too many beers,
vomited now in the gutter.
Rain or sweat?
Calling voices vanished behind,
friends and foes,
laughing beauty, smoke and echoing music,
walking with shifting feet
the long journey home.
Wednesday, October 18, 2006
Age of Ashberry
Ashberry has been the establishment's chief pet poet for more than forty years now. His work is and has always been little more than competent; mildly interesting at best. After 45 years it's the same-old same-old.
What has poetry gained during his tenure as the face of the art?
When Ashberry started writing in the 1950's, poetry was relevant and popular. Recall that musicians Bob Dylan and the Beatles took their names from POETS-- such was the real prestige of the art form then. Who today knows the name Dylan Thomas? (The Beatles went so far as to borrow his interview technique with reporters, when their time came for the spotlight.)
The Age of Ashberry has been a total failure, yet the lit-establishment continues to promote him. Richard Nason's "Modern Dunciad" denounced Ashberry's influence in 1978! Now Nason is dead and forgotten, while mediocre Ashberry continues on.
This is a victory for no one.
Tuesday, October 17, 2006
Farewell to CBGB's
The Underground Literary Alliance has its piece of CBGB's history, in that its attached room, CB's Gallery, was the site of our original press conference, which turned into a display of verbal fireworks. February 8, 2001. A report about this incident, "Open Bar, Open Debate," was long on CBGB's web site. It remains one of the most exciting literary events ever.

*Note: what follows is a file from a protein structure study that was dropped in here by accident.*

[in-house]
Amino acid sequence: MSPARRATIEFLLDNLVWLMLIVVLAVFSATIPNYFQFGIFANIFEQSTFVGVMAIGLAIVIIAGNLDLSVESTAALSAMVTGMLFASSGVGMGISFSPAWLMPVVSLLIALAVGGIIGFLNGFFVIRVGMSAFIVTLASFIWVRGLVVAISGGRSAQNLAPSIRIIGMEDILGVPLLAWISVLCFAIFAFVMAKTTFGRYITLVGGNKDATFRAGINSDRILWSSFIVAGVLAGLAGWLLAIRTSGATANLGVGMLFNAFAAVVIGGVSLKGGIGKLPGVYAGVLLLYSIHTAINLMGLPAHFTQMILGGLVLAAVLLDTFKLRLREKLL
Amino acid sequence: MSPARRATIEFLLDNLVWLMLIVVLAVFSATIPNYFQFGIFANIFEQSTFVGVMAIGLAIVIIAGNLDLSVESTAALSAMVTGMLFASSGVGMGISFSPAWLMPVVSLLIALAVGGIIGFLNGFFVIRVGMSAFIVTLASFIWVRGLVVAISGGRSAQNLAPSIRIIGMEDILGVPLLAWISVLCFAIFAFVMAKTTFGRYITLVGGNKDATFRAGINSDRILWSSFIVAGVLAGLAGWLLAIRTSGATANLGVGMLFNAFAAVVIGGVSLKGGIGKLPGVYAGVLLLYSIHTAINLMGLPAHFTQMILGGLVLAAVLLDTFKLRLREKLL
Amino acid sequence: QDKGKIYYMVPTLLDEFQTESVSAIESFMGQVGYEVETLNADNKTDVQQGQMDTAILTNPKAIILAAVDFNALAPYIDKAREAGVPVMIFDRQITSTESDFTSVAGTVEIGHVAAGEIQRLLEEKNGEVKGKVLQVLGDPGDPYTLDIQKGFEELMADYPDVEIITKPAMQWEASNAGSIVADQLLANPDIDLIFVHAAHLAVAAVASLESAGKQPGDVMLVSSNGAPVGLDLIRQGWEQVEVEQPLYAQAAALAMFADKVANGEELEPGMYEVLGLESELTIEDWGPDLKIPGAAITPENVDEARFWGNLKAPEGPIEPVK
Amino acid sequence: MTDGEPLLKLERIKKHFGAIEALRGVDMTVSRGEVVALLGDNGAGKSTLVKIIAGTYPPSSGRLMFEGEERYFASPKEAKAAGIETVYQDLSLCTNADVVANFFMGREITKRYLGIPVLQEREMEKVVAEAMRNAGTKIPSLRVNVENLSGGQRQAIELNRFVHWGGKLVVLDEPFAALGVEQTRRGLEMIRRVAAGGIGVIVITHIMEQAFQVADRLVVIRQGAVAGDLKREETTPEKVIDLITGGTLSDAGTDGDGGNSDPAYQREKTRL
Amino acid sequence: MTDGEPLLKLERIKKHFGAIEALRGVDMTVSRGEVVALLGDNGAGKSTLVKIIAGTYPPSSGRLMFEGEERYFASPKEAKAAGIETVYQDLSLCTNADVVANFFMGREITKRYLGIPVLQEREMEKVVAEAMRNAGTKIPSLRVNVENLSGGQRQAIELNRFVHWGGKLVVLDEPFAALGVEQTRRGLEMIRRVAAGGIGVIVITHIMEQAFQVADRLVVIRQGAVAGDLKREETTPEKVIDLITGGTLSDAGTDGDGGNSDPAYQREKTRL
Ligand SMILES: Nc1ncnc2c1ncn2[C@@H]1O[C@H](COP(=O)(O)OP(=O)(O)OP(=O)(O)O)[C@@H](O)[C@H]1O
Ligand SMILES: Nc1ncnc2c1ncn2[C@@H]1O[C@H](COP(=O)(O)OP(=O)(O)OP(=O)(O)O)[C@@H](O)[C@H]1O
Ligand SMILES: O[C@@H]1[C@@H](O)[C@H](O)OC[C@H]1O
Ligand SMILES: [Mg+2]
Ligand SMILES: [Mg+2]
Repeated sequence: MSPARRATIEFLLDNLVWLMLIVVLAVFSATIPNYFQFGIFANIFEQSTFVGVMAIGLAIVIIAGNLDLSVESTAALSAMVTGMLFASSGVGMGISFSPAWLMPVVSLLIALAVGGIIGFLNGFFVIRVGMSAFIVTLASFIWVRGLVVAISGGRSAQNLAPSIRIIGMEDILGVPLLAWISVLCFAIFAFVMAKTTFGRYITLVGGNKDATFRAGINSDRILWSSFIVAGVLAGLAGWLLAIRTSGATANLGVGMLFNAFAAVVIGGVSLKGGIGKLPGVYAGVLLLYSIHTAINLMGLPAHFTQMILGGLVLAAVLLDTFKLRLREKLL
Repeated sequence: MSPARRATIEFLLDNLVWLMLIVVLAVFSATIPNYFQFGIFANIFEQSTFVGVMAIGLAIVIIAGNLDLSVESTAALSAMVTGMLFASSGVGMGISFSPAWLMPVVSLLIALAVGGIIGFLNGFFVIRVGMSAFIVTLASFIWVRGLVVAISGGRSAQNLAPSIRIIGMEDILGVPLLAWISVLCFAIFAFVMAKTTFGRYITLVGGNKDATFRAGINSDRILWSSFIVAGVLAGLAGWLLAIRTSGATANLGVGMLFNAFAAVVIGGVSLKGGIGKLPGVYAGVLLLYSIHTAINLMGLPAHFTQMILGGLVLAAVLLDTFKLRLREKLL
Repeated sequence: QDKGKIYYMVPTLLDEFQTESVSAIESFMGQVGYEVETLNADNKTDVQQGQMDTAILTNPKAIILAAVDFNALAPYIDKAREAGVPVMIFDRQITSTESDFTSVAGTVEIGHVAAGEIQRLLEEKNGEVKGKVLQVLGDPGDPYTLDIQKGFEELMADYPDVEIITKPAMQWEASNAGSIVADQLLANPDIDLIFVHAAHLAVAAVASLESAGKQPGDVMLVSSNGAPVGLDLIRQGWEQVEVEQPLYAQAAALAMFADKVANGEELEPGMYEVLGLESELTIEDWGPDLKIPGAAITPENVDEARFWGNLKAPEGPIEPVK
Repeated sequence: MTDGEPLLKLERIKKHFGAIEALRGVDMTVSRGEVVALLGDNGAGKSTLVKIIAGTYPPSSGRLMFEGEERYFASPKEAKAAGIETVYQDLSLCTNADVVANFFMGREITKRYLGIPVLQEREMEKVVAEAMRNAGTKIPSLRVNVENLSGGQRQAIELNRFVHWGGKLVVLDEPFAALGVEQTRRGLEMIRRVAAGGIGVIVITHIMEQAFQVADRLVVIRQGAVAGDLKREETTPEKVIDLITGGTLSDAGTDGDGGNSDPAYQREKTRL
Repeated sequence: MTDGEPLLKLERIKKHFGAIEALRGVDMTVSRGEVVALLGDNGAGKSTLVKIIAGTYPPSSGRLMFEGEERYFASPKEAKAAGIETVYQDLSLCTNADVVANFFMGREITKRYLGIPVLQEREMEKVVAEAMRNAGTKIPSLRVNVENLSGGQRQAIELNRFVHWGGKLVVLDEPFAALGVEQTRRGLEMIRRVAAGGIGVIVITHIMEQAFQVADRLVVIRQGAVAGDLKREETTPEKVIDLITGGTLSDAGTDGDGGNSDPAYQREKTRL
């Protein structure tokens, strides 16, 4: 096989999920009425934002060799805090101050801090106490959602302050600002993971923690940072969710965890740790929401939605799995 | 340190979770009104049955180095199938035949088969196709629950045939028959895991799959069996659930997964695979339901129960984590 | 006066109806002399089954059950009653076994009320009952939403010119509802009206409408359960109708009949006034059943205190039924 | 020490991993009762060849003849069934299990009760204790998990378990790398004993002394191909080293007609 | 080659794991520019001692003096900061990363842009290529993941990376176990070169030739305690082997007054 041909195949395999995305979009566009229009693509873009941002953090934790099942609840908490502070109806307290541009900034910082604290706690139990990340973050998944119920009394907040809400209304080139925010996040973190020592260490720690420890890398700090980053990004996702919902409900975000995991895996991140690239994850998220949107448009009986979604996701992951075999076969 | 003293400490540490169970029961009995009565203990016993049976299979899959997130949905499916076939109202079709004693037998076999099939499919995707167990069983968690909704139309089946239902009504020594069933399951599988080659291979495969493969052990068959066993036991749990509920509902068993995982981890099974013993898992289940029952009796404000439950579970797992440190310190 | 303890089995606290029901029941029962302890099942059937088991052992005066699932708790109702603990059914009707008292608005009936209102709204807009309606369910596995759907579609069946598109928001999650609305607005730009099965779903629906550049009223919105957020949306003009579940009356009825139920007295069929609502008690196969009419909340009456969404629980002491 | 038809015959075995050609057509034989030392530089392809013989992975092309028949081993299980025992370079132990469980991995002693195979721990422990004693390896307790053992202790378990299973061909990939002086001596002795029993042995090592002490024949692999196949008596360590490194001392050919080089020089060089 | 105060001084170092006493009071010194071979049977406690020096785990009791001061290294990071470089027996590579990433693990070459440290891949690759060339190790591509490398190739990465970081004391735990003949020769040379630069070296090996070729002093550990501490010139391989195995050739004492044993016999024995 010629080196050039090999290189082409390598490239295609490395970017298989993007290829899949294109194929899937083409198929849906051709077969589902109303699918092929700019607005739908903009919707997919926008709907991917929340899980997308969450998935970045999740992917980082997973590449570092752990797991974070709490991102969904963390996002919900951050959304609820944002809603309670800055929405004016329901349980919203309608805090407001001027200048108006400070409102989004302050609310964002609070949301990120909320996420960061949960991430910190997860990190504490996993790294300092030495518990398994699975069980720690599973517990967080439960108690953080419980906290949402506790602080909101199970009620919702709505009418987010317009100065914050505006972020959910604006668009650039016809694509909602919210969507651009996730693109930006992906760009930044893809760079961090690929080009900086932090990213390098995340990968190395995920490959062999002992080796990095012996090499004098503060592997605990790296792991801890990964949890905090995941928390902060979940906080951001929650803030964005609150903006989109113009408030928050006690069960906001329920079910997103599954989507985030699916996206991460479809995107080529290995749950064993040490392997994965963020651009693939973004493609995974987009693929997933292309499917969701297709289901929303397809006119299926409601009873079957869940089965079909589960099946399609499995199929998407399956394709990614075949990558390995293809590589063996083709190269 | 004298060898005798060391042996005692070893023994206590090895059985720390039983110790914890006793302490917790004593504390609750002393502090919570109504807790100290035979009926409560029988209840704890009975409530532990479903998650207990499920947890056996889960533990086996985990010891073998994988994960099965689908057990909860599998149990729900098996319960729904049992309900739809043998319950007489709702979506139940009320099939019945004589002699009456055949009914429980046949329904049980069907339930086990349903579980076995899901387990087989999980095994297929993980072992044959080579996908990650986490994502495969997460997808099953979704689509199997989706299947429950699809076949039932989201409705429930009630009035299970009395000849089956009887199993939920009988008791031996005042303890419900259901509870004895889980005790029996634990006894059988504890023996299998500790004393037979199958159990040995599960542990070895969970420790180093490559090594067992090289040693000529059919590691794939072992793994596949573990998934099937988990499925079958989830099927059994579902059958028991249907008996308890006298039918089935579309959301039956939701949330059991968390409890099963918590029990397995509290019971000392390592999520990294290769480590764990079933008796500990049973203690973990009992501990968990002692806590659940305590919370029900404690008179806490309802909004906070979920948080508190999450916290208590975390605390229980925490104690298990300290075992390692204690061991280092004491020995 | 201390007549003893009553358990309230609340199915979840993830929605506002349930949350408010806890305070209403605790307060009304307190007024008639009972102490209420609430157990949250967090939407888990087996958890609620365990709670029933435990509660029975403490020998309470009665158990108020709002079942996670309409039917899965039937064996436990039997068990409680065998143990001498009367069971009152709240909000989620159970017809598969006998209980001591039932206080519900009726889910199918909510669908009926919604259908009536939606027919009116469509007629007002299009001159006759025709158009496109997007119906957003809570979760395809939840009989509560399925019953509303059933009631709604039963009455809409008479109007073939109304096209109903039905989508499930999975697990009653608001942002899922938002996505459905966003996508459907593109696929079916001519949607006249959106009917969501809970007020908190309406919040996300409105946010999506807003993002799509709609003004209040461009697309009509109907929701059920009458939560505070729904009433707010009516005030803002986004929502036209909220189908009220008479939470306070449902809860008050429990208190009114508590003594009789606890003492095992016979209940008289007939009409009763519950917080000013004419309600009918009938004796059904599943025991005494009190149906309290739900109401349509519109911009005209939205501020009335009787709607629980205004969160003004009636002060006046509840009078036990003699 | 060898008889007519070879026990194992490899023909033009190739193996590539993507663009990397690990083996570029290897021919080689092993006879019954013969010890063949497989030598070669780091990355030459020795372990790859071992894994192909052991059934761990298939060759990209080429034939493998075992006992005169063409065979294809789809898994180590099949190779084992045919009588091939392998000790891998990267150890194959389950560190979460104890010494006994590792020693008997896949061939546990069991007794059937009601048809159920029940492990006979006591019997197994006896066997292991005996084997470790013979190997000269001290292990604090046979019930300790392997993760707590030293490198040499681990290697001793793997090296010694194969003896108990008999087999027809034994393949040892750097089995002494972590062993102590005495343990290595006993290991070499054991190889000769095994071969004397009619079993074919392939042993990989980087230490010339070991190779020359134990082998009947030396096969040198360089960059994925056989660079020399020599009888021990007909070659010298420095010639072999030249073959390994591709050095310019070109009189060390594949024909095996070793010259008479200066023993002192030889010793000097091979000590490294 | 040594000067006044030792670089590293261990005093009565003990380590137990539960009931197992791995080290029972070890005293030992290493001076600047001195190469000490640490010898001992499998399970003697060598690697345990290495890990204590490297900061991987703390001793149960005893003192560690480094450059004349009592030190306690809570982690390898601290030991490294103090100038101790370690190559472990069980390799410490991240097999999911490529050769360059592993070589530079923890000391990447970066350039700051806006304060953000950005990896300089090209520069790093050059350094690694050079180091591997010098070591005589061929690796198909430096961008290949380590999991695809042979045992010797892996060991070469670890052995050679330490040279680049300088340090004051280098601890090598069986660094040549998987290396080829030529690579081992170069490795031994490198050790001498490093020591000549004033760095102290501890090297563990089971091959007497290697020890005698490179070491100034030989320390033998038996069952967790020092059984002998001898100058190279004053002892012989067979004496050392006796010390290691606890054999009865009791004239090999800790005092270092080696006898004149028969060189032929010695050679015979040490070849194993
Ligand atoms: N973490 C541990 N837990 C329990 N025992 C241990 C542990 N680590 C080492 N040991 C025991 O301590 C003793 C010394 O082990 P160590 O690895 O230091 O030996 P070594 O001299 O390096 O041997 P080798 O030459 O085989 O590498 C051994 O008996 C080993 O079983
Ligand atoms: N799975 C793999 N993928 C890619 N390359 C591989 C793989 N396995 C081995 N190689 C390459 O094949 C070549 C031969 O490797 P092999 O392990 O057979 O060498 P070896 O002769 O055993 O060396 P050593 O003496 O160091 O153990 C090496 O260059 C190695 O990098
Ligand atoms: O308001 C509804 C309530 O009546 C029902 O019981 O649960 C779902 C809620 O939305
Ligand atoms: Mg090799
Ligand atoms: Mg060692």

Monday, October 16, 2006
House of Lies Part I
It's not so much the takeover of CLMP which proves this, as the reaction to the exposure of this story: dead silence.
It's one example of many. Explain to me how editors who refuse to print letters questioning status quo premises are different from Soviet bureaucrats?
The Underground Literary Alliance is airbrushed out of today's literary scene. We're the unmentionables; Trotsky removed from the literary photograph.
An example: The New York Sun recently published a review by Benjamin Lytal of Jonathan Franzen's new book. Lytal listed the controversies Franzen's been involved in through his career: the dispute over going on Oprah's TV show; a couple essays he'd written which supposedly ruffled a literary feather or two.
One scandal, however, was curiously missing from Lytal's list: Franzen's acceptance of a NEA grant given by a panel which included his friend Rick Moody, at a time when Franzen was raking in a million dollars from the success of his novel. This story, first given light by the ULA, was carried by dozens of newspapers.
Now this scandal has been removed from the memory banks-- when it was the one Franzen scandal of significance; an example of real corruption; a matter of more import than Franzen's superficial tabloid dispute with Oprah.
(The ULA crossed swords with Franzen again in January 2004, when he told the New York Times, falsely; slanderously; that we were posting anonymous reviews on Amazon. The Times story revealed this as not true. We're still waiting for Franzen's apology.)